In fact, I think the most important steps toward making electronic information as versatile as paper will come from application developers rethinking what it means for computing to be personal and for information to be handy. And this rethinking will also create the biggest opportunities.
Let the Tablet PC Platform SDK be your starting point, and let Rob and Philip be your guides. Whether you are just getting your feet wet with Web development or are experienced enough to have written your own system components, this book will give you insights you can apply to the Tablet PC Platform SDK to achieve the handiness of paper in your domain.
Rob and Philip evidently fondly remember the way I carried this torch into Microsoft and handed it to them because they have asked that before they give you their insights, I share some of my thoughts about our collective work. I’ll be brief:
Physically, we are creating a better paper—comfortable to hold and appealing to the eye, but better due to its interactivity, capacity, intelligence, and connectedness. The tablet’s ergonomics are catching up with paper, and this has implications for application design. Specifically, consider the interaction design of paper—you can pick up papers and dash off to a meeting. You can glance at your papers while walking down the hallway, and refer to your papers off-and-on during the meeting. Such freedom of movement and casual referral in the electronic world will require that applications work well with the tablet’s buttons and pen, and provide immediate feedback in response to each user event.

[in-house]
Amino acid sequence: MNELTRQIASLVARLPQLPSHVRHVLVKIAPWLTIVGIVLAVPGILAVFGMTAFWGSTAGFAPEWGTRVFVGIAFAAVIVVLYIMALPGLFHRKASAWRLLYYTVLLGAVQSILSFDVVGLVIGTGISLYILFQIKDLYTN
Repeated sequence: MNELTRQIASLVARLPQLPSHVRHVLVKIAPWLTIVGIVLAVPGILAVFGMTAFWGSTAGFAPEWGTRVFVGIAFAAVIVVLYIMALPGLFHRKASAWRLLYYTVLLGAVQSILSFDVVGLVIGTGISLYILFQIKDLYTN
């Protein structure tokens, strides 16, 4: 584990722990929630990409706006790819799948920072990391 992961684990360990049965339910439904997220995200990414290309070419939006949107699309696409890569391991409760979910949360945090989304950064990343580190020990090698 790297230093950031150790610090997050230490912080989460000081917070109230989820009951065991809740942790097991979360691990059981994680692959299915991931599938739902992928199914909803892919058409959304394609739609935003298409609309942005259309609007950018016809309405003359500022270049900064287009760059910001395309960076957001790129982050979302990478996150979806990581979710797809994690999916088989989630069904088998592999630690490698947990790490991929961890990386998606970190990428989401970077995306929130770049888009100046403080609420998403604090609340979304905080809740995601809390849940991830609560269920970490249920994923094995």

The pointing device is catching up with the keyboard. It’s not going to replace the keyboard, but it is going to be able to perform all the tasks of a keyboard when the keyboard is inconvenient to use. Handwriting recognition now supports text input tasks just as keyboard shortcuts have allowed the keyboard to accomplish pointing tasks.
One of the most useful steps you can take during this catch-up phase is to support inking on any paper-like surfaces displayed by your application. Because capturing thoughts is about aiding memory, ink as ink can be valuable to users even in an application that doesn’t otherwise make use of ink as a data type.
The pen is useful for pointing and writing, but buttons can be even handier for tasks that can be done without picking up the pen. For example, pages are easy to flip through using a thumb or finger. Tablet PC hardware supports this by providing “Up,” “Down,” “Enter,” and “Escape” buttons at the tablet’s edge. These four buttons should be supported in as many situations as possible for scanning information and entering and rejecting choices without the pen. If you fully exploit these buttons for basic navigation within your application, you will be approaching the handiness of paper for tasks that don’t require a pen.
Paper’s handiness is partly due to its low cognitive load. In mobile and social settings, many things are vying for the user’s attention. A user needn’t formulate many questions to complete a task with paper; it is always ready to be flipped through, written on, and marked for follow-up in obvious ways. Our programs should aspire to the same readiness and obviousness for common tasks. We can simplify by offering additional tasks only when and where they are relevant. Both inductive UI and on-object UI can be helpful (the latter being close at hand when using the pen).
WISP is the world’s most powerful ink platform. If you create a solid foundation with the preceding items, you can use the advanced capabilities of WISP to build all manner of advanced structures.
The work you do to fine-tune your application for tablets is what will achieve handiness for users accessing your application’s information. I look forward to using your products!
Bert Keely Architect Tablet PC